Everyone knows a grammar prince or princess. You know, the ones who correct all your spelling and grammar online like it’s their divine right? Well, they might be on to something, given a recent update from Google.
It might feel like our grammar-loving friends may be unintentionally helping us to rank better on Google. In the past week, Google announced that sites that don’t meet a new set of professional and editorial standards may be dropped from their merchant program. This comes with the assumption that your site might not rank particularly well in search either. The move by Google is designed to improve the shopping experience for customers who find products via Google.
So what are the new guidelines that Google is pushing?
- Content that is unnecessarily difficult or frustrating to navigate
- Sites where shipping, returns and contact info is incomplete or out of date
- Spelling and clear use of language So how can you make sure that your website and online store is not on Google’s naughty list?
Clear navigation and non-intrusive elements
The first item that Google mentions is one that annoys the hell out of me. Use of pop-ups that bug you to sign up for newsletters before you’ve even had a chance to properly view the product or read the features of a service. This is flagged as a particularly strong annoyance to shoppers and Google believes that it’s not only bad for customer experience, but the spam-iness of it tends to give the impression that the store or site is not professional and only there to gather email address for spam purposes. Which, let’s face it, is what most of these websites are trying to do so that they can relentlessly harass you to buy more stuff.
Google also calls out those sites that make it difficult for people to click on the back button or navigate away from a particular product or service page. Many online stores use all kinds of technical tricks to get you to stay on their page longer with the theory that the longer you are on the page, the more likely you are to buy.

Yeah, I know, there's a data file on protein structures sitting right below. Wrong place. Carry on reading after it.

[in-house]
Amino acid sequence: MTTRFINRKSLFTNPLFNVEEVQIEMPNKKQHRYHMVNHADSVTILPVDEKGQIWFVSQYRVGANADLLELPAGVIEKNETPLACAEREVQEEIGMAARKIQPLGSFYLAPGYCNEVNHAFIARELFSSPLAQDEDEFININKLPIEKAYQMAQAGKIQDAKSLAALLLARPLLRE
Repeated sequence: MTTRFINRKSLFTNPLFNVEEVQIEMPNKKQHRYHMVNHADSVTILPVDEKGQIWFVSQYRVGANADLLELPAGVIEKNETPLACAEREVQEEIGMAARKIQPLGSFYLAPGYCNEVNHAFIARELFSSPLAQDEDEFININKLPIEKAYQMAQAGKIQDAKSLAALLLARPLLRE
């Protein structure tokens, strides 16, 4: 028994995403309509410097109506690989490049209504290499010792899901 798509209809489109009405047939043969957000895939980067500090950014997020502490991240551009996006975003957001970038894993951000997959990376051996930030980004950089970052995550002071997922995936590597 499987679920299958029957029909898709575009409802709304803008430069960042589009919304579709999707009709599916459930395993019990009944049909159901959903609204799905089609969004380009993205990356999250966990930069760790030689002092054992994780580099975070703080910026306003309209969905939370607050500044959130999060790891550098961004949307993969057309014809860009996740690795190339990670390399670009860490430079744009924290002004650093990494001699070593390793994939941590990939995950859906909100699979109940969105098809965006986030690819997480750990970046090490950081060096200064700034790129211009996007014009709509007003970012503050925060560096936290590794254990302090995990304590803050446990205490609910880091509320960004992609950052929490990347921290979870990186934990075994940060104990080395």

Finally, in this set of guidelines, Google then wants to make sure that you have working links and menu items. If your site has dropped some pages, and you are yet to update all the places where those pages were internally linked, then you’re at risk here.
Keeping your policies and contacts up to date
Returns policies, privacy policies, your store contact info. It’s all pretty important to the customer and that means it’s important to Google as well. So, make sure you have working links to up to date pages for:
2. Returns and exchanges policies – if you don’t have one, most social media platforms will stop you from advertising your products. The same goes for Google. You need to make sure that that your returns and exchanges policies are clear, current and true. If you don’t have them, you will be kicked off the merchant platform.
3. Your contact details need to work. Email addresses that are no longer used, phone numbers that are no longer connected and message forms that don’t work are prime signs that your website is dodgy. Google agrees, and will boot you if you don’t address these issues.
Spelling and grammar matter
Another sign of a dodgy online retailer is the overuse of cute or complicated text that makes a product name or description really hard to read. Google specifically is calling out there use of numbers replacing letters, spelling errors for common words, overuse of emojis in titles and paragraphs and the use of mixed upper and lower case letters in words that do not need it.
Some fo these techniques are used by stores trying to sell to children and teenagers and these formats of writing are often used to try and seem edgy or fresh. But because they essentially just make it hard for everyone to read it, not just the oldies, Google will penalise this.
So it will be helpful if you do these things to:
- Reduce the use of emojis in general
- Only use uppercase letters where needed
- Avoid deliberate misspelling.
- Edgy spelling makes it hard to understand you and find you
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Dante St James is the founder of Clickstarter, a Facebook Blueprint Certified Lead Trainer, a Community Trainer with Facebook Australia, a digital advisor with Treeti Business Consulting, an accredited ASBAS Digital Solutions advisor and presenter, and the editor at The Small Marketer. You can watch free 1-hour webinars and grow your digital skills at Dante’s YouTube Channel.
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